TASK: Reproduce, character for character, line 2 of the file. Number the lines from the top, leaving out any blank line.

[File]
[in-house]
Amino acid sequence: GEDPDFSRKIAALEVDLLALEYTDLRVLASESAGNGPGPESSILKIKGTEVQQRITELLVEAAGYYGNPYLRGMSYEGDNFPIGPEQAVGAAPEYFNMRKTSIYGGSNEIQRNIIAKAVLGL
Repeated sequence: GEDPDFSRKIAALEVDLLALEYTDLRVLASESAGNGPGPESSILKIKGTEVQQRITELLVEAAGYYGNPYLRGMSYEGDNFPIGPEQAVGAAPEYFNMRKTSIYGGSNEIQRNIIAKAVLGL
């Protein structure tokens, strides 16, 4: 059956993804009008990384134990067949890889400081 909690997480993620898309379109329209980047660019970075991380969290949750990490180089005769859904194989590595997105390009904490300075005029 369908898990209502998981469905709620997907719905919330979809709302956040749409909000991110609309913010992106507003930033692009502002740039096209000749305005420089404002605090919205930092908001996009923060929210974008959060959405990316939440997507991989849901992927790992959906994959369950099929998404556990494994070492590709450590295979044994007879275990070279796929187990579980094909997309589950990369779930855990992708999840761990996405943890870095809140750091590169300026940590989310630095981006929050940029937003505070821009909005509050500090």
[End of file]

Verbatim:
Amino acid sequence: GEDPDFSRKIAALEVDLLALEYTDLRVLASESAGNGPGPESSILKIKGTEVQQRITELLVEAAGYYGNPYLRGMSYEGDNFPIGPEQAVGAAPEYFNMRKTSIYGGSNEIQRNIIAKAVLGL